13 Feb 2018 - 20:13
UK's Oxfam faces more pressure after new report of sex abuse by aid workers
By Alistair Smout / Reuters
LONDON: British aid organisation Oxfam faced fresh pressure on Tuesday after a former senior member of staff said her concerns about "a culture of sexual abuse" involving aid workers were not taken seriously by the charity's bosses.
Helen Evans' statement deepened the scandal around one of the best-known international NGOs, with aid programmes running across the globe.
It came the same day as the chairman of Oxfam's international umbrella group, Juan Alberto Fuentes, was arrested in his home country Guatemala as part of a separate corruption investigation unrelated to the charity's work.
Evans, who was in charge of investigating allegations against Oxfam staff members between 2012 and 2015, told Channel 4 television that abuse cases she had heard of included a woman who had been coerced to have sex in exchange for aid.
Another involved an assault on a teenage volunteer by a staff member in an Oxfam charity shop in Britain, she said.
Oxfam is already under threat of losing its British government funding over sexual misconduct accusations in Haiti and Chad.
Evans, who headed a "safeguarding" section responsible for protecting staff and the people Oxfam works with, spoke of frustration that her calls for more support for her team were not taken seriously enough.
"I felt that our failure to adequately resource was putting people at risk," she said. "I struggle to understand why they didn't respond immediately to that call for additional resource."
Asked about Evans's statement, Oxfam said her work had spurred the organisation into taking concrete steps to improve the way it deals with safeguarding issues.
"We regret that we did not act on Helen's concerns much quicker and with more resources," the statement said, adding it was now expanding the safeguarding team.
The deputy head of the charity resigned on Monday over what she said was Oxfam's failure to adequately respond to past allegations of sexual misconduct by some of its staff in Chad and Haiti.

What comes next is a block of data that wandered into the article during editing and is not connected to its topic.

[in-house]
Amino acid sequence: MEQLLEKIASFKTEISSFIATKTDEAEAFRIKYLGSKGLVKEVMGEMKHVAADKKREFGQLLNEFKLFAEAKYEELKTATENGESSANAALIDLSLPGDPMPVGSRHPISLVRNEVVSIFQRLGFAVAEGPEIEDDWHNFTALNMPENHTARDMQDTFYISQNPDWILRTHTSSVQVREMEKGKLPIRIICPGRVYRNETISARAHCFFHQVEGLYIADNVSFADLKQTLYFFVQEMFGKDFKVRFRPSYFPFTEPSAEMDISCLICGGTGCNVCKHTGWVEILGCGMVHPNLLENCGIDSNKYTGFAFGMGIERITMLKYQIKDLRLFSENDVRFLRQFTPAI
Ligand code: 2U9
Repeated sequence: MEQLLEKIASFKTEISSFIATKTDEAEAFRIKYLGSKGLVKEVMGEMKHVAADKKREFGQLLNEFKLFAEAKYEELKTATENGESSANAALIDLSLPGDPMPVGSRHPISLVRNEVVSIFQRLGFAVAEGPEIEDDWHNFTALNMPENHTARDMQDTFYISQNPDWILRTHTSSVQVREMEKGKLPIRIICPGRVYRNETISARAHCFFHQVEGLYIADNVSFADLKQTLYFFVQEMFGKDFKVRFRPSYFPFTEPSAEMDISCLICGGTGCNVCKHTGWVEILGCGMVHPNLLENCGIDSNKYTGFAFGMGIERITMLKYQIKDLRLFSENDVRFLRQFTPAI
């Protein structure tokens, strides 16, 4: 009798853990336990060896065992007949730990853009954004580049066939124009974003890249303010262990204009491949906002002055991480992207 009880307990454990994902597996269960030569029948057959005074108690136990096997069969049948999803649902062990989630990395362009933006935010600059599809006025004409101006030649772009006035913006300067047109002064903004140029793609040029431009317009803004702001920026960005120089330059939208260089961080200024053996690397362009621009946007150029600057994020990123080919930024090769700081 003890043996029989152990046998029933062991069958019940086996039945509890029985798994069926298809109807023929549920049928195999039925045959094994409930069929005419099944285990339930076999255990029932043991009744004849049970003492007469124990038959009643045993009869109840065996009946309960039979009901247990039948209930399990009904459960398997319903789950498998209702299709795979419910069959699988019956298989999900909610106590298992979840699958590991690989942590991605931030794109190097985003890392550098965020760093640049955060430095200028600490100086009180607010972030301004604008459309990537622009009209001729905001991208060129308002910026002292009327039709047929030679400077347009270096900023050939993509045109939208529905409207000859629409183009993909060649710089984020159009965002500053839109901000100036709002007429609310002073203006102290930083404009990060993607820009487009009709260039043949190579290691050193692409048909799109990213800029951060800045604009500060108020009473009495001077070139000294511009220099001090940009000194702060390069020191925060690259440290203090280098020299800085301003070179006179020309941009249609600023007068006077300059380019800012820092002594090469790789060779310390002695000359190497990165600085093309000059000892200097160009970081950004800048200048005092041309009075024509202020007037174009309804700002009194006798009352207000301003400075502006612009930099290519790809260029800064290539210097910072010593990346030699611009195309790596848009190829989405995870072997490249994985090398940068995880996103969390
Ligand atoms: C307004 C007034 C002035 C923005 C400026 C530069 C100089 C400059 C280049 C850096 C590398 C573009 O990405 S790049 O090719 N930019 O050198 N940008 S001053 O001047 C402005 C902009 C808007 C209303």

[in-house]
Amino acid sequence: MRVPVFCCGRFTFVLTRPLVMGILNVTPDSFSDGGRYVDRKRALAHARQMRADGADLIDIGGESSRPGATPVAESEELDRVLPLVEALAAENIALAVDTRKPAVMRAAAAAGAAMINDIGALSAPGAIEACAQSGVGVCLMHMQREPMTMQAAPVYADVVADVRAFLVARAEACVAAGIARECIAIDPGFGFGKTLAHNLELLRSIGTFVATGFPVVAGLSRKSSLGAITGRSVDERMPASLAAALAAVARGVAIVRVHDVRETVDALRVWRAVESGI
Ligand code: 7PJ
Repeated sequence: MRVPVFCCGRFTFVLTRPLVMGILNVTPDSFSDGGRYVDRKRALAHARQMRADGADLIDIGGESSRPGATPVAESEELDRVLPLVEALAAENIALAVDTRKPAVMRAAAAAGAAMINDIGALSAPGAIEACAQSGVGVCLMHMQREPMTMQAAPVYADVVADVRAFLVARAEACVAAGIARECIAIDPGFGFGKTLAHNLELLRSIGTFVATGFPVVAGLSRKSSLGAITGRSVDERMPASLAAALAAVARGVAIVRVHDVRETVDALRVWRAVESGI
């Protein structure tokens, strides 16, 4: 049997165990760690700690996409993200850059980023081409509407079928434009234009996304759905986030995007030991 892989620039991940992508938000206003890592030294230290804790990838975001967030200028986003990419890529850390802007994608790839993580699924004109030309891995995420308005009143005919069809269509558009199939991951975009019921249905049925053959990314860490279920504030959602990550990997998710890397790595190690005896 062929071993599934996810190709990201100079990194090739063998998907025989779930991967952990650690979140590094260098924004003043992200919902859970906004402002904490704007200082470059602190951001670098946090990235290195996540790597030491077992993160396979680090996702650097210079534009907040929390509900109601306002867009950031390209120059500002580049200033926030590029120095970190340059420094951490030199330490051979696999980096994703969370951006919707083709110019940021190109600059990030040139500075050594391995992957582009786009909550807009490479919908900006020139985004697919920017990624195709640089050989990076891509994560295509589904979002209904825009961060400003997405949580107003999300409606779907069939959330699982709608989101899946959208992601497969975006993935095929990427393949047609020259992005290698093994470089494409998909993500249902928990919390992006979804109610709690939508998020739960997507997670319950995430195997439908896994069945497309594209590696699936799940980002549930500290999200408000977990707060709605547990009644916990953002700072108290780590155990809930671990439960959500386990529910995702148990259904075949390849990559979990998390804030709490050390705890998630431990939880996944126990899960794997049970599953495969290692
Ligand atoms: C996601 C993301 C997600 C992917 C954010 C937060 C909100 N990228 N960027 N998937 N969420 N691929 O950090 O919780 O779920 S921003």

The Times newspaper reported on Friday that some staff who were in Haiti after the 2010 earthquake there had paid for sex with prostitutes. Oxfam has neither confirmed nor denied that specific account but has said an internal investigation in 2011 had confirmed sexual misconduct had occurred.
Haiti's President Jovenel Moise said that "what transpired is a violation of basic human decency" and added he would not tolerate support from charities whose staff exploited communities.
"There is nothing more shameful than a sexual predator using the veil of catastrophe as a means to exploit the vulnerable in their most defenceless moments," he said in a statement.
Oxfam International's chairman, Juan Alberto Fuentes - who is also Guatemala's former finance minister - was arrested on Tuesday as part of a local corruption investigation, the public prosecutor's office there said.
Prosecutors said the inquiry was linked to the management of a large public transport programme and they made no mention of Oxfam's work.
Oxfam International Executive Director Winnie Byanyima said Fuentes had assured the organisation that he was cooperating with the investigation "in the confidence he did not knowingly transgress rules or procedures".
The scandals are escalating into a broader crisis for Britain's aid sector by bolstering critics in the ruling Conservative Party who believe the government should reduce spending on aid in favour of domestic priorities.
Aid minister Penny Mordaunt threatened on Sunday to withdraw government funding from Oxfam unless it gave the full facts about events in Haiti.
After meeting Oxfam officials on Monday, Mordaunt said she had written to all British charities working overseas to demand that "they step up and do more, so that we have absolute assurance that the moral leadership, the systems, the culture and the transparency that are needed."
Britain's Charity Commission launched a statutory inquiry on Monday, saying it had concerns that Oxfam "may not have fully and frankly disclosed material details about the allegations at the time in 2011, its handling of the incidents since, and the impact that these have both had on public trust and confidence".
(Reporting by Alistair Smout; Writing by William Schomberg; Editing by Richard Balmforth and Andrew Heavens)